Meeting Darfur's Humanitarian Needs


Meeting Darfur's Humanitarian Needs

September 23, 2007

Despite recent political developments, the humanitarian crisis in Darfur is steadily worsening. At this critical juncture, it is more important than ever that aid organizations maintain their essential presence in the region. AJWS is constantly developing and updating strategies with our partners in the region to ensure that our funding reaches those most in need.

Food: Losses and gains
Sudan is currently facing a food crisis as a result of financial shortfalls in the U.N.’s World Food Programme (WFP). A shortage of steady and timely funding for food recently caused the WFP to announce they would be cutting the amount of calories for refugees in half, from 2300 to 1050 calories.

As a result of donations from foreign governments, NGOs, and private donations, full rations have now been temporarily restored, but without these donations the WFP will not be able to sustain current food levels.

AJWS is addressing the food crisis in a variety of ways. We are donating $300,000 worth of emergency food relief to provide supplemental feeding not only in Darfur but also in Chad, where many Darfuri people have found refuge. This aid will benefit not only Darfuris but also the host Chadian community.

Healthcare: An urgent need
The lack of basic healthcare is a major threat to the people of Darfur. The need for mobile clinics that reach a wide geographic area is increasing. Lack of funding and the prevailing insecurity in the region is causing clinics to shut down. Many of our grantees’ finances will only support their clinics for another six months; some are now pulling from emergency reserves; and one of our partner organizations will most likely have to close all of its clinics in West Darfur and South Darfur this month.

In response, AJWS is giving a large grant to an organization that will allow for 20 medical-based projects, providing a full range of medical support. This includes basic and emergency relief, reproductive health and pre-natal care, vaccinations and surgeries. Additional grants from AJWS are funding water sanitation and health monitoring to prevent and contain epidemics.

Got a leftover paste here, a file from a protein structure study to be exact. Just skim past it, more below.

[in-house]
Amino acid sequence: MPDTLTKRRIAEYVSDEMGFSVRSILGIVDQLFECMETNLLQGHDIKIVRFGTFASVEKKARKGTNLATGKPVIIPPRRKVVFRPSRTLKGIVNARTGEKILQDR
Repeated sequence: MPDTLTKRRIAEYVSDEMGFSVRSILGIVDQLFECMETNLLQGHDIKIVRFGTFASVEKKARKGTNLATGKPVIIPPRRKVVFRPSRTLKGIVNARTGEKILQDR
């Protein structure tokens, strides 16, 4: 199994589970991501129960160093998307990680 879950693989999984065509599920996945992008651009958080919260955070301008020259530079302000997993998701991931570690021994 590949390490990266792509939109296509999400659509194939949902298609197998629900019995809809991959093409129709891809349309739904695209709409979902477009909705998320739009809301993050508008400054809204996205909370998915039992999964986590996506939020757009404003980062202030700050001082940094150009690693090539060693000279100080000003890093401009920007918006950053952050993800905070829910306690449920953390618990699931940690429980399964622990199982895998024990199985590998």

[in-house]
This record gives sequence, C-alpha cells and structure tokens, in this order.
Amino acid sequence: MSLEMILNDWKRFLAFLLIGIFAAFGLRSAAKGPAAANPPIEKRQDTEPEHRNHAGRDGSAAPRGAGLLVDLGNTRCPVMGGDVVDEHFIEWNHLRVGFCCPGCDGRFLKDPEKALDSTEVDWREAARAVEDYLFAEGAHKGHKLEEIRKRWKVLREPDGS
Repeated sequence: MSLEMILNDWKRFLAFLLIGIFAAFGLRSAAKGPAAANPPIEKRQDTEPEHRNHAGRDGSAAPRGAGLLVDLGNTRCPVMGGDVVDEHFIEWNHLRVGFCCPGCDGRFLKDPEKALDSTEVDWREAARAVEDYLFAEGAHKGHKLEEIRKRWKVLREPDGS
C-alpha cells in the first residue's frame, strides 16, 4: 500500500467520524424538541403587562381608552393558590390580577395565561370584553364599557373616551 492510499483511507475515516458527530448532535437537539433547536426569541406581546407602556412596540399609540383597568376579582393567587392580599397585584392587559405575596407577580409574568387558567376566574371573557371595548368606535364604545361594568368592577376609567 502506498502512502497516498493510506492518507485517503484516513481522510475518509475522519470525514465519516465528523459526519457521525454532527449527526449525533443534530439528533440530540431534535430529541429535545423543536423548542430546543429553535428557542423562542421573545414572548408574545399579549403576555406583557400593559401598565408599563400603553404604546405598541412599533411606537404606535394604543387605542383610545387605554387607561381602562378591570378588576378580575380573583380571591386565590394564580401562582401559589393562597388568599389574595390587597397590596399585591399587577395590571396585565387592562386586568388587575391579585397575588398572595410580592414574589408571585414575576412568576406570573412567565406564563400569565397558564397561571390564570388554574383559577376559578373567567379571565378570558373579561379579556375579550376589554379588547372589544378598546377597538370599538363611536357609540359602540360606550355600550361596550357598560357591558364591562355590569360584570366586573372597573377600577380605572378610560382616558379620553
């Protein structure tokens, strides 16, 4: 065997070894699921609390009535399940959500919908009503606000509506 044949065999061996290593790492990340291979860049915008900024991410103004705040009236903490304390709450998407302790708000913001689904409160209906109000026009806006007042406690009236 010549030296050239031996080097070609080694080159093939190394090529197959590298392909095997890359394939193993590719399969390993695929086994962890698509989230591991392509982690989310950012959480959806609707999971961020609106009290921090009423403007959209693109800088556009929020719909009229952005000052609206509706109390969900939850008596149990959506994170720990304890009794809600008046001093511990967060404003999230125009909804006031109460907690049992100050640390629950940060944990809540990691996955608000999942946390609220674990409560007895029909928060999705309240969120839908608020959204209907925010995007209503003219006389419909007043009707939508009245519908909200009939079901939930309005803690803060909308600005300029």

Violence: A persistent threat
Many Darfuris face a daily onslaught of violence that cripples their access to the most basic of needs. For example, women who leave their refugee camps to collect firewood are regularly attacked and raped by the Janjaweed, but without firewood, it’s impossible for them to cook food for their families.

AJWS is currently supporting an emergency program for girls, educating them in how to access safe spaces and avoid situations where they might be vulnerable to rape or abuse. An additional grant is supporting a psychosocial assistance program, focusing on the treatment and prevention of child abuse.

The Future
Aid organizations should not have to decide what aspects of people’s lives are most expendable. Unfortunately, that is exactly what they are being forced to do. As there isn’t enough funding for Darfuri relief and aid, organizations have to choose health care at the expense of water sanitation, or food at the expense of education. Without an honest commitment from all parties to the genocide, and without action by the international community to restore peace and stability to the region, there is little hope for the future for the people of Darfur.